Gestational diabetes affects women during pregnancy by disrupting their sugar metabolism. This type of diabetes emerges in women without prior diabetic symptoms. It directly impacts pregnancy and childbirth for women in Idaho and around the world.
Medical professional’s responsibility
Doctors must diagnose gestational diabetes to avoid medical malpractice. Pregnant women with this condition require careful monitoring.
Babies born to mothers with gestational diabetes face increased risks of hyperinsulinemia and hypoglycemia. Although some women have risk factors, any woman can develop gestational diabetes. Thus, thorough screening is vital, regardless of apparent risk factors.
Care for gestational diabetes
Failure to properly treat gestational diabetes may constitute malpractice. Continuous monitoring is necessary to regulate glucose levels and ensure average fetal growth. Some women may need insulin injections, provided they don’t harm the pregnancy.
Doctors generally diagnose gestational diabetes through a glucose challenge test and a glucose tolerance test. In the glucose challenge test, the patient drinks a vial of sugary liquid, and their blood glucose levels are tested one hour later. If the glucose level measures 200 mg per deciliter or higher, diabetes is diagnosed.
During a glucose tolerance test, the patient ingests liquid with a concentrated sugar solution and undergoes testing every hour for three hours. Elevated glucose readings may indicate gestational diabetes.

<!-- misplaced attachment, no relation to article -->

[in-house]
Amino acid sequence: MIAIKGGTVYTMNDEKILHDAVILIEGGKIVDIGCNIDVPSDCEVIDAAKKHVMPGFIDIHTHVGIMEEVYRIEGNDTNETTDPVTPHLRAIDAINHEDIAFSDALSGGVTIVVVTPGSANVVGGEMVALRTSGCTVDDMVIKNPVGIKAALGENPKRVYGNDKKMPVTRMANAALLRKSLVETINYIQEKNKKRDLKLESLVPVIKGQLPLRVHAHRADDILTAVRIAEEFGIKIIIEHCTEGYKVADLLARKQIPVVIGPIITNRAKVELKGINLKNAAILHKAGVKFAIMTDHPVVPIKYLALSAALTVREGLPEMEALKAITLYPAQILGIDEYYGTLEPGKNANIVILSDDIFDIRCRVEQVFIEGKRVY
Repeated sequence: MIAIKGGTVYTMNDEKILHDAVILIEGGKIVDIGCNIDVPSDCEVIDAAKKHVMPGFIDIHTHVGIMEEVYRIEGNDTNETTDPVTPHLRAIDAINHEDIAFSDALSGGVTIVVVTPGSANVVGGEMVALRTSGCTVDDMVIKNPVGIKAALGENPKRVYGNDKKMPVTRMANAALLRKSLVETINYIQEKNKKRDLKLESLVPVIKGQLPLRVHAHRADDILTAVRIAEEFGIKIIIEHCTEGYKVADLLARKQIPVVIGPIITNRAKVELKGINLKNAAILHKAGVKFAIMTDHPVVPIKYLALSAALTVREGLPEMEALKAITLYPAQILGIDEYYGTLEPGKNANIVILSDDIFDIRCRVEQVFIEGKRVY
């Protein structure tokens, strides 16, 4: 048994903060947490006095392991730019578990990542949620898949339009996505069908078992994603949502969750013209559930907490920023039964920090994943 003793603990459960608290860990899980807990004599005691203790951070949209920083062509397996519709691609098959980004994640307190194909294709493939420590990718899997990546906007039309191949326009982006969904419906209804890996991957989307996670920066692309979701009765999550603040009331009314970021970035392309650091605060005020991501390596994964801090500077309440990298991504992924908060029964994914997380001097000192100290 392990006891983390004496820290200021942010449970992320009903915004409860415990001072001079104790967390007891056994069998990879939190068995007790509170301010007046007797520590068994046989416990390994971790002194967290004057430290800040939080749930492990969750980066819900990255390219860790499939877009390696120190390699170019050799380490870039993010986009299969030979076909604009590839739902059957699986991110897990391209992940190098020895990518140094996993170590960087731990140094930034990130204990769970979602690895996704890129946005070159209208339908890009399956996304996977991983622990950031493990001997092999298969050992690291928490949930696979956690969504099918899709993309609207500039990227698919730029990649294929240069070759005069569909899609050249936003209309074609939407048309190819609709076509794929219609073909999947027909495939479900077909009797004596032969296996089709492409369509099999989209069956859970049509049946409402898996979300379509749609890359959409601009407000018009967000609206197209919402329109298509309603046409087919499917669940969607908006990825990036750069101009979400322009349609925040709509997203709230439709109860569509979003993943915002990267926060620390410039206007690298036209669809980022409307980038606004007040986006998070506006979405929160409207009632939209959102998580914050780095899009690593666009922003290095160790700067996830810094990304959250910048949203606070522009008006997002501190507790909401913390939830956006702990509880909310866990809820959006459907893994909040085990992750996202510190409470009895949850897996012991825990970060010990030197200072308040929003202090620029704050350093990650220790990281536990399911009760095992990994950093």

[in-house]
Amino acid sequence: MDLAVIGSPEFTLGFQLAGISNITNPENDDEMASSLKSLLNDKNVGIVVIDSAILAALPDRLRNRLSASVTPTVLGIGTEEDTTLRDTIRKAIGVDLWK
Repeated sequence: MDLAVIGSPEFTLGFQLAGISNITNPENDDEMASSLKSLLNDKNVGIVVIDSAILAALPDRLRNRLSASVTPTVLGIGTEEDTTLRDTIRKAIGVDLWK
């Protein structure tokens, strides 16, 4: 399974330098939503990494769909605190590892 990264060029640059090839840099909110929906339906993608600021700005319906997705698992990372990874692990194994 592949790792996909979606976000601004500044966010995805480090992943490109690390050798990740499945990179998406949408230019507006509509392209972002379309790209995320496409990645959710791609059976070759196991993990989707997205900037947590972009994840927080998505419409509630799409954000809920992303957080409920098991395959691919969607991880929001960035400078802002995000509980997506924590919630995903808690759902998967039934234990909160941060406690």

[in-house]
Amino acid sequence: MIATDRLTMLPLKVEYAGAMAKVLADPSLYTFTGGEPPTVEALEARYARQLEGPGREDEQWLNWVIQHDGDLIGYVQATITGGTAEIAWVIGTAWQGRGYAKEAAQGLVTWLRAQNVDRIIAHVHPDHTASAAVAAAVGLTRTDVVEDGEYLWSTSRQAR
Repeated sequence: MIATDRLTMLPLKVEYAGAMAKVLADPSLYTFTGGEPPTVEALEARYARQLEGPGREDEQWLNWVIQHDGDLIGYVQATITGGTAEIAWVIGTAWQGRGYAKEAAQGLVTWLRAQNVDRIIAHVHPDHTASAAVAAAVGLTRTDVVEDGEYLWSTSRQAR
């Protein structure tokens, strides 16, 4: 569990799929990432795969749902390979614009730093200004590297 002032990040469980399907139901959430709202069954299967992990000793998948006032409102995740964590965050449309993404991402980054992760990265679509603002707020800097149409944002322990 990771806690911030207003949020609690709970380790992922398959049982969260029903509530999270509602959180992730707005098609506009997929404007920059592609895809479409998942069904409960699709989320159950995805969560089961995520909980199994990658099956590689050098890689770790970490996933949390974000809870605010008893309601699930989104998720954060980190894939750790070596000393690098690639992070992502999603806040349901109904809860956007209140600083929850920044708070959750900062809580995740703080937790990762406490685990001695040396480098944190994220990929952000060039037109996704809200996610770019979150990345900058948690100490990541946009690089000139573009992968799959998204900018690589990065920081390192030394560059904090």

The American Diabetes Association recommends testing women for gestational diabetes around 24 to 28 weeks of gestation. Screening may start as early as 15 weeks for higher-risk women. Failure to prescribe essential gestational diabetes screening could lead to a violation of the reasonable standard of care by the doctor, potentially resulting in negligence if the patient or their child is harmed.
Potential complications from gestational diabetes
Children born to mothers with gestational diabetes may have a higher birth weight, often necessitating cesarean deliveries. Misdiagnosis can lead to trauma for both mother and child. Difficult labor may result in shoulder dystocia or brachial plexus injury. The child also faces risks of glucose intolerance and long-term obesity.
Obstetricians often recommend C-sections for women with gestational diabetes to mitigate risks. Thankfully, with proper management, gestational diabetes can be controlled to ensure the safety of both mother and baby.